UMPI art professor documents WWII veterans’ Pacific stories

Paul Tibbets (left), pilot of the B-29 bomber Enola Gay, and University of Maine at Presque Isle Prof. Anderson Giles on Tinian in August 2005 during official ceremonies for Giles' commissioned painting of the B-29 bomber Bockscar leaving Nagasaki with the atomic mushroom cloud behind.
Anderson Giles
Paul Tibbets (left), pilot of the B-29 bomber Enola Gay, and University of Maine at Presque Isle Prof. Anderson Giles on Tinian in August 2005 during official ceremonies for Giles' commissioned painting of the B-29 bomber Bockscar leaving Nagasaki with the atomic mushroom cloud behind.
By Kathryn Olmstead, Special to the BDN
Posted Sept. 13, 2012, at 6:32 p.m.

When Anderson Giles decided to see what he could learn about the island in the Pacific where his father served during World War II, he had no idea his search would evolve into a second career.

Professor of art at the University of Maine at Presque Isle, Giles was 4 years old when his father died in the Korean War, having survived World War II. His brother was born on the same day their father was killed in conflict in 1953.

Giles’s quest to get to know H. A. Giles Jr. began in the 1980s with a trip to the island of Tinian in the Northern Mariana Islands, about three-quarters of the way from Hawaii to the Philippines. Giles Jr. was a member of the 4th Marine Division that stormed Saipan, Tinian and Iwo Jima in 1944 and 1945. Tinian became the launching point for the B-29 bombers Enola Gay and Bockscar that dropped the atomic bombs on Hiroshima and Nagasaki in August 1945, ending World War II.

Giles grew up hearing his uncle, Arthur Nunn, tell about his work as one of the Seabees assigned to construct the runways and bomb loading pits that would make Tinian the largest and busiest airport in the world at the time.

“I went back to see the island where my father fought,” Giles said recently. “I went to fill this big black hole in my life — to know my dad.”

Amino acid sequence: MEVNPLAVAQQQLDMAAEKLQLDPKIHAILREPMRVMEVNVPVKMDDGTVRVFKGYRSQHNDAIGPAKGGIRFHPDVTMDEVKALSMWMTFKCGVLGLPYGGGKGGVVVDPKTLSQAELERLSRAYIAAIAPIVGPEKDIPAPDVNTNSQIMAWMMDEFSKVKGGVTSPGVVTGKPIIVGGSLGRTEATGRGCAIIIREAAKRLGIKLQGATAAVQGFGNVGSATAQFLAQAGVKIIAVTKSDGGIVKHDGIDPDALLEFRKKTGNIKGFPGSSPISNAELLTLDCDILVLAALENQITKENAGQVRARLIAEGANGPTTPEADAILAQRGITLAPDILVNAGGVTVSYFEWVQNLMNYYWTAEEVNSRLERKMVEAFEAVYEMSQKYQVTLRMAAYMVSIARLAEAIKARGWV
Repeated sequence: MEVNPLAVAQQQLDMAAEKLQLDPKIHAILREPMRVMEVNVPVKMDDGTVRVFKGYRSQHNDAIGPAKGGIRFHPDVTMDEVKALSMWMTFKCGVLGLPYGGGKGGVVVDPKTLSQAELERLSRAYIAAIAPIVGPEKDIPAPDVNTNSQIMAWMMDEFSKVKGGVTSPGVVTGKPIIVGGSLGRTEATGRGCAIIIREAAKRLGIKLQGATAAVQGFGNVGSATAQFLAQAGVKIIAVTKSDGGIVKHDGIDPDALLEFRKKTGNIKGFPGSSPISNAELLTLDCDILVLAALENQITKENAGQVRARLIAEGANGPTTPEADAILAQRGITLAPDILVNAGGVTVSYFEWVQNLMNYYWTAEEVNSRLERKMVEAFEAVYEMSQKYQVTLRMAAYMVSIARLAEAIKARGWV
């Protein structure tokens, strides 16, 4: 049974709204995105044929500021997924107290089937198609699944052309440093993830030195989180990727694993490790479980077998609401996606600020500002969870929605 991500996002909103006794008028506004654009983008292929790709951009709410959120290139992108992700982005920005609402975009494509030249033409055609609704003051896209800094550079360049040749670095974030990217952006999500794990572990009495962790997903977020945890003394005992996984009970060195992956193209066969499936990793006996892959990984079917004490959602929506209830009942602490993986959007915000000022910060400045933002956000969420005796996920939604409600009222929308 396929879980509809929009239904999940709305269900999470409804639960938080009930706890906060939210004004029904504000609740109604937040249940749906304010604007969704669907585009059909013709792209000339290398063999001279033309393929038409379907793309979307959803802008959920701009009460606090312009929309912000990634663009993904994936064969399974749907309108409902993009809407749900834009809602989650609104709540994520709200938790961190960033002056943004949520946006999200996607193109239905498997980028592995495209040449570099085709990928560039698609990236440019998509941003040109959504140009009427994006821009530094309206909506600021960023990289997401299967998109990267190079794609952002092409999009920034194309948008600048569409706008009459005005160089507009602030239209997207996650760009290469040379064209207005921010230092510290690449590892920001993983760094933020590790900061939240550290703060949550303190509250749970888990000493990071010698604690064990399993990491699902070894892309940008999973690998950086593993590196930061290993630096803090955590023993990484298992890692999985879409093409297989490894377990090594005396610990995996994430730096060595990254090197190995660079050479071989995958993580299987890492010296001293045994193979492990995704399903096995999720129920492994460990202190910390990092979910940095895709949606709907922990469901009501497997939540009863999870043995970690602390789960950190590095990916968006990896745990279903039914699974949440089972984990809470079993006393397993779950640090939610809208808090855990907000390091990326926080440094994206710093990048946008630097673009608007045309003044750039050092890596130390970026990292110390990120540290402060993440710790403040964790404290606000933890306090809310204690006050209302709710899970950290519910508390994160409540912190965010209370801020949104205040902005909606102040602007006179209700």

What began as a personal mission has become a passion resulting in hundreds of interviews, thousands of photographs, two documentary films, commissioned artwork and dozens of trips to the Pacific Islands, many with World War II veterans who served there. What began as a search for stories about his father’s life became an enormous collection of firsthand accounts from his father’s peers describing the last days of World War II.

“In a way they are all my fathers — I have 300 fathers,” Giles said. “It is very gratifying to be involved in something that burned in your belly — that you just had to do.” Giles has participated in WWII anniversary events, and his two-hour documentary “Thunder from Tinian” won a Telly Award in 1997. In 2008 he completed a second film, “Echoes from the Apocalypse, Tinian: 60 Years Later.”

He has photographed veterans standing on the battlefields where they fought as young men. He has given historical lectures on cruises carrying veterans to the islands on which they served, some for the first time since the war. He has located and marked historic sites — most recently, in June 2011, the “hardstand,” or large crushed coral pad, where the Enola Gay was parked after the Hiroshima mission to be checked for radiation contamination. Historic footage and photos were taken at this spot in 1945.

Finding such sites means chopping through 60 years worth of insect-ridden jungle growth in scorching heat and humidity.

“On my first visit to Tinian, I couldn’t believe how these sites were overgrown,” Giles said. Since then, the Marianas has become “like a second home.” People who were children when he began his research still recognize and greet him when he returns.